Bouchereau and Mayet, 1905; Collingnon, R., MSAP, 1894; Durand de Gros, J. P., BSAP, 1869.

11. Vallois, M. H. V., Les Ossements Bretons de Kerné.

12. Three series are most useful:

(1) MacAuliffe, L., Marie, A., and Thooris, A., BMSA, 1910. A series of 100 French soldiers.
(2) Hawes, C. H., a series of 51 French soldiers, mostly from Lozère, measured in Crete in 1905. This series has not been published previously.
(3) Papillault, C., BMSA, 1902. A series of 100 cadavers measured in the Paris morgue. This series is especially complete and accurate, but unfortunately there had been some shrinking of soft parts, or else social selection was important here, for the cadavers are smaller in many dimensions than living groups.
Aside from these three series, we have partial data on 22 other series, 17 by Collignon, and the others by Carlier, Carrière, Grillière, and Debièrre.

13. There are no accurate total face heights available for France. I am basing this figure on French Canadian convicts in American jails, who scem to be of basic Alpine type. This material is taken from Hooton's extensive criminal survey.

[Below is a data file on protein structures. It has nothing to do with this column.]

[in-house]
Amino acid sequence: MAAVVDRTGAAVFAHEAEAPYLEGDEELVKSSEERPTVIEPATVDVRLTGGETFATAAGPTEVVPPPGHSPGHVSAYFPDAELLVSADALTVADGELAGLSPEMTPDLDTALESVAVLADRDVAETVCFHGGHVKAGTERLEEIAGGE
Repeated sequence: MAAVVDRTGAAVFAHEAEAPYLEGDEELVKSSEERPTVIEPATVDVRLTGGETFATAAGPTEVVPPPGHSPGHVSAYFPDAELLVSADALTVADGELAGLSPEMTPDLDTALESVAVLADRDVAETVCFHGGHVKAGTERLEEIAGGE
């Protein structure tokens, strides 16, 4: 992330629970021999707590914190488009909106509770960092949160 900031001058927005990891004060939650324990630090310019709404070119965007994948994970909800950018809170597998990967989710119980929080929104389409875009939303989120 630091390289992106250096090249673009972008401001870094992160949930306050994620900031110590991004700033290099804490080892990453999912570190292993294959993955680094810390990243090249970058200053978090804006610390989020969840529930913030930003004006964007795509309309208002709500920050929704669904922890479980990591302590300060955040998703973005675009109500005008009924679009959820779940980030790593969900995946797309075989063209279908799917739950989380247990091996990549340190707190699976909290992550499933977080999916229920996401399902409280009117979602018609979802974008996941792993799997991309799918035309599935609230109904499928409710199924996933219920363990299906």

14. Collignon, R., MSAP, 1894.

15. MacAuliffe, L., and Marie, A., Ethnographie, 1922. Older surveys which cover France geographically are those of Topinard and of Collignon.

16. Most of the French observers use the terms "marron" and "chatain" to designate the commoner shades of brown eye color, presumably meaning dark brown and light brown, although Topinard pointed out that the only "chatain" that resembled a human eye color was one with a worm in it. Topinard and others observed eye color by standing at a distance and observing the total tone, although Bertillon advocated an accurate system which took into account the anatomy of the iris.

17. This figure is obtained by combining MacAuliffe and Marie's "chatain" and "marron pur"; Topinard's "dark" class gives the same figure.

18. Routil, R., ZFRK, Vol. 5, 1937, pp.177-181.